Tonight is the first performance of my friend Sharon Whitney's play, "Eleanor Roosevelt-Across a Barrier of Fear," and I have the honor of making treats for the event including these pretty shades of blue sugar cookies.
If you would like to attend the play, here are the details:
Trinitarian Sharon Whitney's acclaimed play, "Eleanor Roosevelt-Across a Barrier of Fear," starring Jane Van Boskirk, is scheduled for two performances, Friday, October 25 at 7:00 p.m. and Saturday, October 26 at 1:00 p.m. in Kempton Hall. To reserve a seat, visit www.trinity-episcopal.org. Seating is limited. A $10 donation at the door is suggested. This is an offering from the Cathedral Arts Committee.
Eleanor Roosevelt's favorite color was blue so I think these scalloped edged cookies are just the thing to serve. And, Eleanor was a no-nonsense woman and I have a hunch she would appreciate the simple design and the ease of making them.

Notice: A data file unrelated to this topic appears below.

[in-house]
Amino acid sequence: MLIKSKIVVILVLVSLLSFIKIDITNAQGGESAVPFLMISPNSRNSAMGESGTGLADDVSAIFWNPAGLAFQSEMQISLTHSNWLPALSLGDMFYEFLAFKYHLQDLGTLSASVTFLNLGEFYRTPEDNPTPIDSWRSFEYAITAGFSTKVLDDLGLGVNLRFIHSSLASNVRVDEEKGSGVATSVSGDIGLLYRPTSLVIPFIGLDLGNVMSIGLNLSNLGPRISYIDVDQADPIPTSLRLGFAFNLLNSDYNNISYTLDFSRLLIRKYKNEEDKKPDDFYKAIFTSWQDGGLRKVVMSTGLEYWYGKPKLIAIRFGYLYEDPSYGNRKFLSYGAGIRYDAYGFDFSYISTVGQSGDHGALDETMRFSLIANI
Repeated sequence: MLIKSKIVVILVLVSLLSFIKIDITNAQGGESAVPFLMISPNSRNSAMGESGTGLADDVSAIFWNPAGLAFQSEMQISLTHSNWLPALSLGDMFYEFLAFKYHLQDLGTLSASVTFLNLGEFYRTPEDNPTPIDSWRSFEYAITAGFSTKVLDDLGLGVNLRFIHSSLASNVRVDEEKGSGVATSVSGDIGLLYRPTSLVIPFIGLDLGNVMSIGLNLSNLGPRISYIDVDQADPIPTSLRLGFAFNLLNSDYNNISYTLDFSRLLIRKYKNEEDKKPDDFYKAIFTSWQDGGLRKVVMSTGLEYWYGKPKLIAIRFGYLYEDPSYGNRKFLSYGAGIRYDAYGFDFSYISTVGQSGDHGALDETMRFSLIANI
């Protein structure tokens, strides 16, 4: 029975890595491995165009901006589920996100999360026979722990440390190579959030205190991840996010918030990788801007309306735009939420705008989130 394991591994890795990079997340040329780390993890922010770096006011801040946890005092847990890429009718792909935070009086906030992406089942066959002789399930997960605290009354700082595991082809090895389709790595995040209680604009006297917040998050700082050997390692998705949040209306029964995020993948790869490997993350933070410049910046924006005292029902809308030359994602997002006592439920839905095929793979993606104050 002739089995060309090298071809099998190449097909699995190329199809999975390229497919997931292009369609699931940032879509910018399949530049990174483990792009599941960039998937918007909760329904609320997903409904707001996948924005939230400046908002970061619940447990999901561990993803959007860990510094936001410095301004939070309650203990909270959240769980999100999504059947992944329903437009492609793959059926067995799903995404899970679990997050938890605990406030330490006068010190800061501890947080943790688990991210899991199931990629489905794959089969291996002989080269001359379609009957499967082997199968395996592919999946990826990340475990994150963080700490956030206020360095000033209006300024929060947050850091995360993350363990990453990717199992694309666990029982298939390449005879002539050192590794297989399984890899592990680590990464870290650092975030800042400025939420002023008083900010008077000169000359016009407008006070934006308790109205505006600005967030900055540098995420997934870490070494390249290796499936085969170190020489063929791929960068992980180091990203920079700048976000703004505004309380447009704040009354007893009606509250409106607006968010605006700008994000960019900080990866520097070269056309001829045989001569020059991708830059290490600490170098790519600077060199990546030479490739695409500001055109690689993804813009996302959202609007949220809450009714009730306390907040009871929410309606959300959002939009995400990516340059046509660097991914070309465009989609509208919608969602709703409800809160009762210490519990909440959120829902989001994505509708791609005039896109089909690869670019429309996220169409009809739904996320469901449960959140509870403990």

It really was easy. All I did was bake small rectangle cookies, tint some royal icing four shades of blue and then outline and fill.
Once again, these cookies show that a no-frills design is often the best.
Here's how to make them:
|Bake a batch of cookies.|
|Make a batch of royal icing and divide it evenly among four bowls.|
|Get a bottle of blue food coloring. I used royal blue #102 AmeriColor gel paste.|
|Add the coloring to the royal icing by putting one squirt in the first bowl, two in the second bowl, three in the third and four in the fourth. This is the easiest way to get nice graduations of color.|
|Four shades of blue.|
|Outline the cookies with each of the four blues using a #1 pastry tip and icing that has been thinned to piping consistency (think toothpaste). I followed the shape of the cookies and made scalloped outlines.|
|Fill the cookies with a different shade of blue using a #1 tip and flood consistency royal icing. Use a skewer or toothpick to ease the icing to the border. If icing #1 is the lightest and icing #4 is the darkest, pair #1 with #3 and #2 with #4.|
|Let the cookies dry completely before serving or packaging.|